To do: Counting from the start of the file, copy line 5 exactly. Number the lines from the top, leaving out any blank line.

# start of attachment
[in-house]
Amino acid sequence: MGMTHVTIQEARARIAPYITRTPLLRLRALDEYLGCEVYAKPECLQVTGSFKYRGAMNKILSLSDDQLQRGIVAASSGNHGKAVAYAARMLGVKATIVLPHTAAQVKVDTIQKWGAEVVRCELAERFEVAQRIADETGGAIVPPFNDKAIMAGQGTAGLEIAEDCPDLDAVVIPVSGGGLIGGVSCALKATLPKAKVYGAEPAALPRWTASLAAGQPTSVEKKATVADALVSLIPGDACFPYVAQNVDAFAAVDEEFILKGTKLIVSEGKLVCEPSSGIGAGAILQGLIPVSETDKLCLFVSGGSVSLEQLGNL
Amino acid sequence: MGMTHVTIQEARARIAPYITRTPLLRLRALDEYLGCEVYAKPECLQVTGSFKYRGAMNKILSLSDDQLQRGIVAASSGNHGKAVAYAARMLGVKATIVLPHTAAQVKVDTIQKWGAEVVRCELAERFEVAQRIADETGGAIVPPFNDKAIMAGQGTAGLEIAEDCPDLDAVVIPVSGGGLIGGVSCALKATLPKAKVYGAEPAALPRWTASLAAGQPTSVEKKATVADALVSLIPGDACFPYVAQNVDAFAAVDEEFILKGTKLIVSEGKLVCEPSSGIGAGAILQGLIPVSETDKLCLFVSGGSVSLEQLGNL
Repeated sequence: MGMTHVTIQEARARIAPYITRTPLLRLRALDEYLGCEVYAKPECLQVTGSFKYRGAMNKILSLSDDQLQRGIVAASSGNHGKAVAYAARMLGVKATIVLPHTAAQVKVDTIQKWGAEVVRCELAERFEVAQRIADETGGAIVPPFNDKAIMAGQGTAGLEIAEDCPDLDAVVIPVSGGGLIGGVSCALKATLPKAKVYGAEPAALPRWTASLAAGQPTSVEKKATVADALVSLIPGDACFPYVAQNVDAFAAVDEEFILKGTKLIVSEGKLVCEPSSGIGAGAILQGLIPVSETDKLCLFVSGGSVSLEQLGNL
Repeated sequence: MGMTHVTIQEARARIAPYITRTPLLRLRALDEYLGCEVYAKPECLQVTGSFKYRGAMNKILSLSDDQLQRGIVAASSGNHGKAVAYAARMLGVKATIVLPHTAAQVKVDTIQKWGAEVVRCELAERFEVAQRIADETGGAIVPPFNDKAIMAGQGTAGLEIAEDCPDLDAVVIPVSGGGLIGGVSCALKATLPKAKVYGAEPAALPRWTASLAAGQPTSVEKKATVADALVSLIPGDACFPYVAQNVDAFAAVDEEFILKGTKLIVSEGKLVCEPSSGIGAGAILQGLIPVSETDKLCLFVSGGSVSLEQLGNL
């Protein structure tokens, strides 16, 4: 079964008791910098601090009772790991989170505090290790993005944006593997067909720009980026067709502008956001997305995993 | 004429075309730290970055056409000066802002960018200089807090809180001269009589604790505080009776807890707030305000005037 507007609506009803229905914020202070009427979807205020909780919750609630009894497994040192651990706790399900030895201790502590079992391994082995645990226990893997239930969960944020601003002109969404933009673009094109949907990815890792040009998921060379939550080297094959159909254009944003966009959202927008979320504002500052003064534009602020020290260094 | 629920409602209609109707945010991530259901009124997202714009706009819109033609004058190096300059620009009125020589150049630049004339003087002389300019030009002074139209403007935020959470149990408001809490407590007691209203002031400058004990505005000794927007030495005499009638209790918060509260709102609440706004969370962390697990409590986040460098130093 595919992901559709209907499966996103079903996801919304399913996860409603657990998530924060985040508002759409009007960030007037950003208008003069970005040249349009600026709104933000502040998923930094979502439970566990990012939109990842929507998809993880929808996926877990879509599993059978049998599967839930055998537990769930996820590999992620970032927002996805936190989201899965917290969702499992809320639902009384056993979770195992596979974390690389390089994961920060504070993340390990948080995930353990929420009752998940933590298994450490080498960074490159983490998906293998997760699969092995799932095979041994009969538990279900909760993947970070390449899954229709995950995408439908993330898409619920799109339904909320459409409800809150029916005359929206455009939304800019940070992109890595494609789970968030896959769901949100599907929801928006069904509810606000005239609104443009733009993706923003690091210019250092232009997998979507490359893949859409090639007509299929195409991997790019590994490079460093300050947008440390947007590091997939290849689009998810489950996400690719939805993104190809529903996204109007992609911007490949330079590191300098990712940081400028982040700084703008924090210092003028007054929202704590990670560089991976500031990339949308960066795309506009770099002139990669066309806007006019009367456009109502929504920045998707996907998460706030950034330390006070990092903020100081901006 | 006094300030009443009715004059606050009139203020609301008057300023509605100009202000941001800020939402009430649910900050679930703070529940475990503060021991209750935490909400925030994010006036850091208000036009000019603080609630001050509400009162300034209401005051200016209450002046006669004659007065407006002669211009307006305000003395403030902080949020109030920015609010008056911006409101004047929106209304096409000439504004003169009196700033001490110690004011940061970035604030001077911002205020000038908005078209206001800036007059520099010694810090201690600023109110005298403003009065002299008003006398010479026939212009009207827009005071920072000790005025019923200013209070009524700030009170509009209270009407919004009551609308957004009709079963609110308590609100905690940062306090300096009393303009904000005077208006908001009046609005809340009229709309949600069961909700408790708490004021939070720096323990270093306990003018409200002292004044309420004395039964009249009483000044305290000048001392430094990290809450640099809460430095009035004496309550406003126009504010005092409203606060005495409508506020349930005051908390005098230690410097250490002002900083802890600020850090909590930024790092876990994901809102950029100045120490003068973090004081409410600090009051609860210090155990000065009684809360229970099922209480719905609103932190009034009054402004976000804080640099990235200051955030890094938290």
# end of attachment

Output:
Repeated sequence: MGMTHVTIQEARARIAPYITRTPLLRLRALDEYLGCEVYAKPECLQVTGSFKYRGAMNKILSLSDDQLQRGIVAASSGNHGKAVAYAARMLGVKATIVLPHTAAQVKVDTIQKWGAEVVRCELAERFEVAQRIADETGGAIVPPFNDKAIMAGQGTAGLEIAEDCPDLDAVVIPVSGGGLIGGVSCALKATLPKAKVYGAEPAALPRWTASLAAGQPTSVEKKATVADALVSLIPGDACFPYVAQNVDAFAAVDEEFILKGTKLIVSEGKLVCEPSSGIGAGAILQGLIPVSETDKLCLFVSGGSVSLEQLGNL